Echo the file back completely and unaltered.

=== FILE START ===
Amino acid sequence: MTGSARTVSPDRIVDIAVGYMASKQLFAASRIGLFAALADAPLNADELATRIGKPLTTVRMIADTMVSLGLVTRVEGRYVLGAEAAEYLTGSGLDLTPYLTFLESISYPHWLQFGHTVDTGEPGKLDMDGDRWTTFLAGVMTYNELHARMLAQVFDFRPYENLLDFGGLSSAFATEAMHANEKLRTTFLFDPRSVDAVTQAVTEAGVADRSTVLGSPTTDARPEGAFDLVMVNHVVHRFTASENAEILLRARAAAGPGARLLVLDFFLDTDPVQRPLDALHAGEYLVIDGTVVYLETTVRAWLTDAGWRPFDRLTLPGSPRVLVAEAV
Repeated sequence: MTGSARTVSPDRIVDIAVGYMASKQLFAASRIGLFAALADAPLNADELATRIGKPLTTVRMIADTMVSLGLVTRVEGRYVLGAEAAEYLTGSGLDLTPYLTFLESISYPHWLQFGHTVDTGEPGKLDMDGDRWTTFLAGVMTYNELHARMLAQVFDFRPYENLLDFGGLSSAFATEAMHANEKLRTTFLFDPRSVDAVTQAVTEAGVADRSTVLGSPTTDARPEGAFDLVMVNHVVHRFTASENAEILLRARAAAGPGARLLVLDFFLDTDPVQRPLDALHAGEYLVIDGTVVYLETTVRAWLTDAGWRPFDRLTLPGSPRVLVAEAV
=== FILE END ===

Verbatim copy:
Amino acid sequence: MTGSARTVSPDRIVDIAVGYMASKQLFAASRIGLFAALADAPLNADELATRIGKPLTTVRMIADTMVSLGLVTRVEGRYVLGAEAAEYLTGSGLDLTPYLTFLESISYPHWLQFGHTVDTGEPGKLDMDGDRWTTFLAGVMTYNELHARMLAQVFDFRPYENLLDFGGLSSAFATEAMHANEKLRTTFLFDPRSVDAVTQAVTEAGVADRSTVLGSPTTDARPEGAFDLVMVNHVVHRFTASENAEILLRARAAAGPGARLLVLDFFLDTDPVQRPLDALHAGEYLVIDGTVVYLETTVRAWLTDAGWRPFDRLTLPGSPRVLVAEAV
Repeated sequence: MTGSARTVSPDRIVDIAVGYMASKQLFAASRIGLFAALADAPLNADELATRIGKPLTTVRMIADTMVSLGLVTRVEGRYVLGAEAAEYLTGSGLDLTPYLTFLESISYPHWLQFGHTVDTGEPGKLDMDGDRWTTFLAGVMTYNELHARMLAQVFDFRPYENLLDFGGLSSAFATEAMHANEKLRTTFLFDPRSVDAVTQAVTEAGVADRSTVLGSPTTDARPEGAFDLVMVNHVVHRFTASENAEILLRARAAAGPGARLLVLDFFLDTDPVQRPLDALHAGEYLVIDGTVVYLETTVRAWLTDAGWRPFDRLTLPGSPRVLVAEAV